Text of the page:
High tax rates and cybersecurity are among the most pressing concerns of CFOs at technology companies, according to a new survey by BDO USA.
According to BDO USA, LLP's 2016 Technology Outlook Survey, which polls 100 technology company CFOs, one in four tech CFOs view cybersecurity concerns as the primary driver of industry growth this year, outflanked only by consumer demand for innovative personal technology, selected by one in three CFOs as the most important factor driving industry growth. More than half (57 percent) the respondents increased spending on cybersecurity during the past year in response to the growth of cloud services, mobile devices and the proliferation of sophisticated cyber attacks.
In addition, 49 percent of tech CFOs rank the U.S. corporate tax rate as their biggest concern. Half the respondents believe the tax system hinders their global competitiveness. However, only 16 percent of tech CFOs are increasing their level of tax planning activities over the next year to reduce the organization's global effective tax rate; most (80 percent) are keeping activities on par with last year.
Rounding out respondents' top three tax issues for 2016 are aggressive state tax laws (19 percent) and taxation of overseas activities (17 percent).
Several macroeconomic issues are expected to weigh heavily on tech companies this year. When asked to weigh in on the biggest challenge, tech CFOs were nearly equally divided between policy and tax changes (26 percent), healthcare reform (25 percent), domestic and global political issues (24 percent) and the lack of a qualified workforce (24 percent).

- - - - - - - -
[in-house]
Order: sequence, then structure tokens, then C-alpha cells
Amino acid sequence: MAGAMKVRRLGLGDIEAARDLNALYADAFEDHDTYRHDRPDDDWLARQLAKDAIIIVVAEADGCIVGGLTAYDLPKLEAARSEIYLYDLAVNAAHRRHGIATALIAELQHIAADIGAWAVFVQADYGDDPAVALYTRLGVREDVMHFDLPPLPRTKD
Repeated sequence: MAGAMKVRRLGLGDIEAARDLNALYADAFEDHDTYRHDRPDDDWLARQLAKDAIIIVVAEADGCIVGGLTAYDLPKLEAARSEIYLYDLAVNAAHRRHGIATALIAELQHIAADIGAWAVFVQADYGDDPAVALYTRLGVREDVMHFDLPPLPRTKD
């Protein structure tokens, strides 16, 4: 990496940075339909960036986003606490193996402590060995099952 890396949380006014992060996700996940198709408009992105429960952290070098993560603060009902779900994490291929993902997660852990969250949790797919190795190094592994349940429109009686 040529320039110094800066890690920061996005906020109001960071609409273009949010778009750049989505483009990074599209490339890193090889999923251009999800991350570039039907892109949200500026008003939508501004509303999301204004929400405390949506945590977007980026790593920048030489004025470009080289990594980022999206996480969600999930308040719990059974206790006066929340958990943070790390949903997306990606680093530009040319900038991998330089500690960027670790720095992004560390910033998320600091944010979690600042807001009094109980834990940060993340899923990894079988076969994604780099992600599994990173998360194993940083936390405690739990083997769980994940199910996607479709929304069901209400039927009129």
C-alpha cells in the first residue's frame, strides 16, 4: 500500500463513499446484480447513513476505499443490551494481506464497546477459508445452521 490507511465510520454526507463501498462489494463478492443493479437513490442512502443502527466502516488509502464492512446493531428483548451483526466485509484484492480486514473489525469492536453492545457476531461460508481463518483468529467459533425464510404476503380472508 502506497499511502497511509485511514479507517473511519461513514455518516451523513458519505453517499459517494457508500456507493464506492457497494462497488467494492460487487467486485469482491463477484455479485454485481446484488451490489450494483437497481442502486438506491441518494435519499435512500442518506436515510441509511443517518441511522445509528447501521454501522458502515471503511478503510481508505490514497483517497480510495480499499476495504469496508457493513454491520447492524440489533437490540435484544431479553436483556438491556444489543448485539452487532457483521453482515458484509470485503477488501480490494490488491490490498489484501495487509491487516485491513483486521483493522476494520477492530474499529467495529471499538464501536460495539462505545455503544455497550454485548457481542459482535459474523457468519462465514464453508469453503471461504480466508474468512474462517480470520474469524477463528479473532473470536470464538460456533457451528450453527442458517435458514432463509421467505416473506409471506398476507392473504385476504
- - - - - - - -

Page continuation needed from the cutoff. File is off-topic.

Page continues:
"The presidential election this year will likely put corporate tax issues on center stage, with much hanging in the balance until voters make their decision in November," said David Yasukochi, partner and leader of the Technology and Life Sciences Practice at BDO USA, LLP. "Tech CFOs will also be watching for changes in tax policy at the state and local level, as the states continue to take a patchwork approach to taxing the cloud."
Tech CFOs have become more aware of the new revenue recognition standards that the Financial Accounting Standards Board and the International Accounting Standards Board issued in 2014. Sixty-three percent said they were familiar with the new standards, up from 43 percent last year. However, CFOs are still largely indecisive about how they will adopt the standards, with 31 percent still trying to understand the changes. Nearly half (45 percent) haven't decided whether they will choose the prospective or full retrospective option, although prospective is the more popular choice among those who have decided (21 percent). Implementation of the standard has been delayed until 2017, and some clarifying changes have yet to be resolved. For now, 77 percent believe the standards won't have any impact on their organization.
The majority (57 percent) of tech CFOs cited financial reporting as their most serious compliance concern in the year ahead, followed by general fraud and corruption (19 percent) and export controls (11 percent).
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